An Exemption from Health Care Law Penalty? 3 Out of 4 Uninsured Americans Claim It
By Jenny Deam, New York Times
Under the Affordable Care Act, if you don't buy health insurance, you automatically face a hefty penalty, right?
In fact, nearly 3 of 4 of the uninsured who have already filed their 2015 tax returns using a popular tax preparation software program were able to claim an exemption to shield them from the fine, according to data released this week by Intuit, parent company of TurboTax.
During the recent enrollment period for 2016 plans through the federally mandated ACA marketplace, the threat of penalty was one of the strategies employed to recruit the millions of people who still are uninsured. For those now filing their taxes, the penalty for 2015 is as much as $975 for a family. That is more than triple the penalty of the year before, and for 2016 it will rise sharply to $2,085.
But many may not know there can be wiggle room.
The U.S. Internal Revenue Service said in a report to Congress last month that about 12.4 million uninsured filers claimed one or more exemptions from the penalty for 2014. And there were presumably many more who didn't know they could. The IRS has acknowledged 300,000 letters went out to taxpayers who had paid the penalty but probably did not need to. Those people are urged to file amended returns.
The IRS declined to make anyone available for this story or provide information about how many Texas taxpayers qualified for an exemption.
A spokeswoman for the federal Centers for Medicare and Medicaid, which has been at the forefront of ACA enrollment efforts, said Thursday there is no mixed message.
"Our focus is getting people covered. We believe signing up for health coverage is the right choice for most people, but it's important that people understand their options so they can decide what's right for their families," spokeswoman Lori Lodes said.
Rachel Shumaker, Texas communications director for Enroll America, said all people considering enrollment are told that if they don't have insurance they could be penalized but are also told they could potentially qualify for an exemption.
"We're glad the exemption exists to protect people who don't have an affordable option, but the vast majority of the consumers we talk to aren't looking for an exemption. They're looking for an affordable way to give their family the security that comes with a quality insurance plan," Shumaker said.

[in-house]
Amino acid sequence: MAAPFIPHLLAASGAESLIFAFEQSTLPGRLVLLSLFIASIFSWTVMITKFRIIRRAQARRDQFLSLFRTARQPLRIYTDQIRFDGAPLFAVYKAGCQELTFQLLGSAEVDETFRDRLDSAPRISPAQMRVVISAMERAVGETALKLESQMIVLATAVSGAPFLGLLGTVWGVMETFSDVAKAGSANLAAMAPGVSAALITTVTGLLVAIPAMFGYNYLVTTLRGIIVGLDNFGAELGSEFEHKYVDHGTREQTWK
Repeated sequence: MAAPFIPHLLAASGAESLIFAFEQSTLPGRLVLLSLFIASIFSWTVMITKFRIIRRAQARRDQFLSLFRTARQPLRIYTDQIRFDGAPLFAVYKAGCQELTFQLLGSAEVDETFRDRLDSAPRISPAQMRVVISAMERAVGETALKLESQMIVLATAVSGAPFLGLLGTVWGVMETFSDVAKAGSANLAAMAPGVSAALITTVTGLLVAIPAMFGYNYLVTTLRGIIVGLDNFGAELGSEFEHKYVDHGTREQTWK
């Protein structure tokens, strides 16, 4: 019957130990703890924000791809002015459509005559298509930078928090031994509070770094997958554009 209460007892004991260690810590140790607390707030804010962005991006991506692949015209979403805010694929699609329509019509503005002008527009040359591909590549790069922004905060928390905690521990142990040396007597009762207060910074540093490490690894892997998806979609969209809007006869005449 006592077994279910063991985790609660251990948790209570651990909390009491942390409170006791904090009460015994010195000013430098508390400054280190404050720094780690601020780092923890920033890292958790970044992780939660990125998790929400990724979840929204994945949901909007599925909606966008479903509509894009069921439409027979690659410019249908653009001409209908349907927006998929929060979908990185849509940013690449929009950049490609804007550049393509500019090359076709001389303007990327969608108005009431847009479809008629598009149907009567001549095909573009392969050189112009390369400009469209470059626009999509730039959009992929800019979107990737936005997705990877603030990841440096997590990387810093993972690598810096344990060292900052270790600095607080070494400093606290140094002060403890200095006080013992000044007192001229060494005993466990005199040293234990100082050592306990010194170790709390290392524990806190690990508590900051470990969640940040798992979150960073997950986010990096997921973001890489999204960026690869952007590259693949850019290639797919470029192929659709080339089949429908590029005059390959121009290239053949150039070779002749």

The IRS said about 7.9 million uninsured taxpayers paid about $1.6 billion in penalties for 2014, typically out of their refund. The average amount of the penalty was $210 and most still got a refund, the tax agency said in its report to Congress.
The increasing penalties for not having health coverage are part of the carrot-and-stick approach the health care law takes to boost numbers and ultimately dilute risk. For most tax filers it is a non-issue. If they have insurance they can simply skip over that part of their return.
But for some of the nation's uninsured - especially those with low incomes - there are exemptions from penalty if they meet certain financial hardship criteria such as being homeless or in jail, declaring bankruptcy, getting evicted, having steep medical debt or not being able to find affordable insurance in their area.
The calculation for the latter translates to an employer or exchange plan that costs more than 8.05 percent of household income, according to the U.S. Internal Revenue Service.
There are less well-known possibilities for exemption, including being a victim of domestic violence or member of a recognized Indian tribe. Or for having a religious opposition to insurance. There's an exemption for those who spent most of the year in another country, had an immediate family member die, or were caring for an ill or aging relative. Taxpayers can even get a pass if their utilities were shut off or they were the victim of a fire, flood or natural disaster, according to healthcare.gov.
And then there is one of particular note in Texas. The exemption covers some uninsured low-income taxpayers who live in a state that did not expand Medicaid. Texas leads the nation in the number of uninsured and is one of 19 states whose leaders have rejected Medicaid expansion.
The exemption is for those who fall in the "coverage gap" in which they earn too much to qualify for existing Medicaid but not enough to take advantage of the federal subsidies on the exchange to lower premiums. More than 750,000 Texans are in the coverage gap, according to the Kaiser Family Foundation.
"The way I see it, the exemption is there as a way to not penalize the low-income residents in states that have elected not to expand Medicaid," said Michelle Castillo, southern policy director for the Young Invincibles, a group that works to give young adults a voice in health care issues.
Some of the exemptions are available only from the marketplace, while others must be claimed on a tax return, according to the IRS.
Debra Hammer, a TurboTax spokeswoman who specializes in ACA requirements, said her company has tweaked its software to scan for possible exemptions.
"There are people out there who might not be aware of exemptions they could be eligible for and end up paying a penalty," she said this week. "For many, a tax refund is the biggest paycheck of the year, and we want to make sure they keep their hard-earned money."
To Learn More:
All-Important Healthcare Penalty is Invisible in Sign-Up Pitches (by Noel Brinkerhoff and Danny Biederman, AllGov)
What is the Individual Mandate and when will it Take Effect? (by Noel Brinkerhoff, AllGov)
Is Chief Justice Roberts’ View of Health Insurance Penalties as Taxes a Disguised Attack on Congressional Power? (by David Wallechinsky and Matt Bewig, AllGov)
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